Let me be clear, I am not a huge stats guy. I am also not a pitcher. I have not, since maybe in the Little League minors, or playing stickball with my friend Barry in high school, pitched a ball to a batter. I have pitched batting practice to little leaguers, and tons of softball, but that of course is a bigger ball, underhand, and slow. Clearly l cannot possibly know what is involved with preparing to throw, actually throwing, and trying to recuperate from throwing 100-plus pitches every five days.
That has not stopped many of my friends and I from discussing, frequently, how it has evolved, or perhaps devolved, to the point where the complete game has all but disappeared and pitchers’ lives are controlled by the “pitch count.” Of course, it is not that the concept and value of a complete game is not appreciated and aspired to; it is just that it can rarely be accomplished because of the obsessive preoccupation with limiting the number of times a pitcher is permitted to see the catcher’s sign and let it fly.
A few decades ago, it was simply taken as a given that pitchers would complete games or, at least go deep into them. Whereas teams now carry 12-13 pitchers on their active roster, back then my memory, if not the data, tells me that 10-11 was more the norm, certainly in the years of “four-man” rotations. I also made some assumptions that have been disproved. I thought that every team had four pitchers who, barring injury or ineffectiveness, or fewer starts because they were skipped as lower rotation guys because of off-days, would start 38-40 games, certainly so after the season expanded to 162 games in 1961 before the era of the five-man rotation. That is not correct; while a handful of pitchers each year may have made between 38 and 40 starts, occasionally up to 41, most regular, reliable hurlers took the ball for the first pitch 30-33 times. A quick look at the stats showed that teams averaged about 4 ½ starters in a season. Interestingly, 40-50 years ago, well within my time of following the game, many rotation guys also pitched 2-7 times in relief. Except for MadBum in the World Series last year, when will you see that again?
But the data does prove that starters do not regularly complete games or throw the number of innings they did decades ago. So, to get back to that initial question, how did the complete game seemingly vanish? Most front-line starters are starting maybe four times fewer than in the past. They have access to top-notch nutrition, training equipment and medical care. Shouldn’t they be at least as strong as they were in the days of yore, capable of pitching as much as their forerunners? If they don’t accrue as many innings because of fewer starts, shouldn’t they be strong enough to pitch deeper into the game?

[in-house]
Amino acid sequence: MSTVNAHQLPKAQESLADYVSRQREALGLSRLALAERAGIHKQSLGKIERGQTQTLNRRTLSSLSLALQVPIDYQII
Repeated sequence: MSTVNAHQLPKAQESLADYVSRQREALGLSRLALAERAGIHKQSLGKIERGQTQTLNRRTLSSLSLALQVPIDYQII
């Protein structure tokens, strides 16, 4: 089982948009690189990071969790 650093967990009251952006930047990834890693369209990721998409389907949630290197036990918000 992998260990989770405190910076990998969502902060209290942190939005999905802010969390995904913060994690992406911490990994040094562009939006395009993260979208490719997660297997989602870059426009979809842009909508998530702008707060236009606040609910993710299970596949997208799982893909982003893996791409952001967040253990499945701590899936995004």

The flip side, of course, is what has caused them to NOT be able to do this. What occurred to make the hundred-pitch limit almost a religious requirement to be followed? Did teams decide, by just a sense, or evidence, that pitching less frequently would result in fewer injuries (seemingly, it hasn’t)? Has the development of relief roles, set-up men, closers, one-out lefty specialists, forced this evolution, or did these roles evolve because starters stopped being able to go the distance? Why are so many pitchers having Tommy John surgery by the time they are 24-years-old, or sooner? Do I just not remember so many pitchers going down because they didn’t have a name for this procedure? What on earth is an oblique? I had never heard of it until Noah Lowery was diagnosed with this injury about a decade ago, and now everyone is getting one. Tommy John and obliques are becoming as trendy as wearing pants down to the feet and having caps on at a slight angle.
Is the focus on playing baseball, particularly pitching, causing this injury epidemic? Is it, as has been suggested, that throwing certain breaking pitches at too young an age can cause these problems? Is the pitch count limit simply now seen as a way to protect pitchers from overthrowing, even though 40 years ago they could throw far more pitches and innings? Are pitchers being babied now, or are they somehow more fragile? Has the economics, huge salaries commanded, become a factor?